C does have some faults. Often, as with people, faults and virtues are opposite sides of the same feature. For example, we’ve mentioned that C’s freedom of expression also requires added responsibility. C’s use of pointers, in particular, means that you can make programming errors that are very difficult to trace. As one computer preliterate once commented, the price of liberty is eternal vigilance.

 

C’s conciseness combined with its wealth of operators make it possible to prepare code that is extremely difficult to follow. You aren’t compelled to write obscure code, but the opportunity is there. After all, what other language has a yearly Obfuscated Code contest?
 
There are more virtues and, undoubtedly, a few more faults. Rather than delve further into the matter, let’s move on to a new topic.

Characteristics of C

C is a general-purpose, procedural programming language. Dennis Ritchie first devised C in the 1970s at AT&T Bell Laboratories in Murray Hill, New Jersey, for the purpose of implementing the Unix operating system and utilities with the greatest possible degree of independence from specific hardware platforms. The key characteristics of the C language are the qualities that made it suitable for that purpose:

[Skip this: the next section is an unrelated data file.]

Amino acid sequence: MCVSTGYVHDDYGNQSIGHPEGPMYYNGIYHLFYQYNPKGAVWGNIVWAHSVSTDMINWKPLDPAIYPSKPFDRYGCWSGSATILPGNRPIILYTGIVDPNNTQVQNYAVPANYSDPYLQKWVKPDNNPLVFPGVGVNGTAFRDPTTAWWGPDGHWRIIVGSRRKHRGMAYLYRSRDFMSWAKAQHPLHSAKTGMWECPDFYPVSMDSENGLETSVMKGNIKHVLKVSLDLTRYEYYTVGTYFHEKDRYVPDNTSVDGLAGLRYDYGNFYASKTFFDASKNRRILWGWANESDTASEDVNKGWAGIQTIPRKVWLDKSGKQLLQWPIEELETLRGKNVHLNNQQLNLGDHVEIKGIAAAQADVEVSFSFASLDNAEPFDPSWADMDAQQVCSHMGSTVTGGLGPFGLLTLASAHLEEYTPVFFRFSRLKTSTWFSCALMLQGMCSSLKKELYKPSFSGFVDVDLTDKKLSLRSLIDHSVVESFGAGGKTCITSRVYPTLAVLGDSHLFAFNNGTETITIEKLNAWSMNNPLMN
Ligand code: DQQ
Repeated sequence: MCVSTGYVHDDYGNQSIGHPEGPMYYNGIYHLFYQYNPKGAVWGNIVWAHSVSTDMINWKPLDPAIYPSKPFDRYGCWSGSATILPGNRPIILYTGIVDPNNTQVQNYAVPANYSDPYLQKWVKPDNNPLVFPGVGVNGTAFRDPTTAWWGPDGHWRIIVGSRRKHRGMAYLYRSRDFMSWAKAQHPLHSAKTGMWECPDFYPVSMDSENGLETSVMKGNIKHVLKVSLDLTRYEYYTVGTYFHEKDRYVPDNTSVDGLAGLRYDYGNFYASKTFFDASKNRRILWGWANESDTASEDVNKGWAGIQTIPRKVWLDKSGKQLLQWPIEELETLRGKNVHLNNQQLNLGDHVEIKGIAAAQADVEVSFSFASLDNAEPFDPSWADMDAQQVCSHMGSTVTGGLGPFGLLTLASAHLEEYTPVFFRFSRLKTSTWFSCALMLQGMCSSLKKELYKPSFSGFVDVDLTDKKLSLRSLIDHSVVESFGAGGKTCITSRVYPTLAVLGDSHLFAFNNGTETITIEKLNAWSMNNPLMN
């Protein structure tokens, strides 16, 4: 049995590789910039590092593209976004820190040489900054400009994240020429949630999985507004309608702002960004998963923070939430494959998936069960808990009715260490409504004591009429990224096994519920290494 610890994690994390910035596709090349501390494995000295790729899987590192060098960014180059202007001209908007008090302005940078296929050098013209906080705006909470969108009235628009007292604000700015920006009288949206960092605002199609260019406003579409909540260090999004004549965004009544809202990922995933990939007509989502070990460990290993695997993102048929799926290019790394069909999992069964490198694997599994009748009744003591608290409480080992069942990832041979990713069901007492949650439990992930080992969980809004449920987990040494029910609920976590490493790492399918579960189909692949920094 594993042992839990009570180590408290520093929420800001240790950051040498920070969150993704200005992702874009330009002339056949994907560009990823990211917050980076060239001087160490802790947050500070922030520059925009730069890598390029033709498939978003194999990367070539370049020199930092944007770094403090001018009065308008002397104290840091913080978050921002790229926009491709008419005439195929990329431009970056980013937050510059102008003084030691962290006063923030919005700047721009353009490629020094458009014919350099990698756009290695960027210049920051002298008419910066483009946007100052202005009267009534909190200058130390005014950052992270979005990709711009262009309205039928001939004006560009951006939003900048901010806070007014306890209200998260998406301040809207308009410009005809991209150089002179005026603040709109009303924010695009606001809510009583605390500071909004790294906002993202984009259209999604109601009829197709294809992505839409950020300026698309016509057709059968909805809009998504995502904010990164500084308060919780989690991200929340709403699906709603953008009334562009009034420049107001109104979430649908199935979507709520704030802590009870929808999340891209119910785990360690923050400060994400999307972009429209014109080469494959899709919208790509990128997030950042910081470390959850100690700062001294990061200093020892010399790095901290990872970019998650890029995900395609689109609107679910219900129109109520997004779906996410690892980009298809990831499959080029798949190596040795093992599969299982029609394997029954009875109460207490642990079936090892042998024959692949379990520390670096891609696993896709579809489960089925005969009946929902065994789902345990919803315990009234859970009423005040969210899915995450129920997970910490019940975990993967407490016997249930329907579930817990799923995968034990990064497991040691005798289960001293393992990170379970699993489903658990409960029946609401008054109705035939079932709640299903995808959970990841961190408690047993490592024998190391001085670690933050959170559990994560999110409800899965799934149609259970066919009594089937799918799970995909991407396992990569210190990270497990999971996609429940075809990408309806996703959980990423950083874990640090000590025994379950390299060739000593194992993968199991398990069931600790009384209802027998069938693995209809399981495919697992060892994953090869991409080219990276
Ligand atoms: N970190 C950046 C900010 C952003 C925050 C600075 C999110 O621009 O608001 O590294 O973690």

1. Source code portability
  2. The ability to operate “close to the machine”
  3. Efficiency

As a result, the developers of Unix were able to write most of the operating system in C, leaving only a minimum of system-specific hardware manipulation to be coded in assembler.
 
C’s ancestors are the typeless programming languages BCPL (the Basic Combined Programming Language), developed by Martin Richards; and B, a descendant of BCPL, developed by Ken Thompson. A new feature of C was its variety of data types : characters, numeric types, arrays, structures, and so on. Brian Kernighan and Dennis Ritchie published an official description of the C programming language in 1978. As the first de facto standard, their description is commonly referred to simply as K&R.
 
C owes its high degree of portability to a compact core language that contains few hardware-dependent elements. For example, the C language proper has no file access or dynamic memory management statements . In fact, there aren’t even any statements for console input and output. Instead, the extensive standard C library provides the functions for all of these purposes.
 
This language design makes the C compiler relatively compact and easy to port to new systems. Furthermore, once the compiler is running on a new system, you can compile most of the functions in the standard library with no further modification, because they are in turn written in portable C. As a result, C compilers are available for practically every computer system.
 
Because C was expressly designed for system programming, it is hardly surprising that one of its major uses today is in programming embedded systems. At the same time, however, many developers use C as a portable, structured high-level language to write programs such as powerful word processor, database, and graphics applications.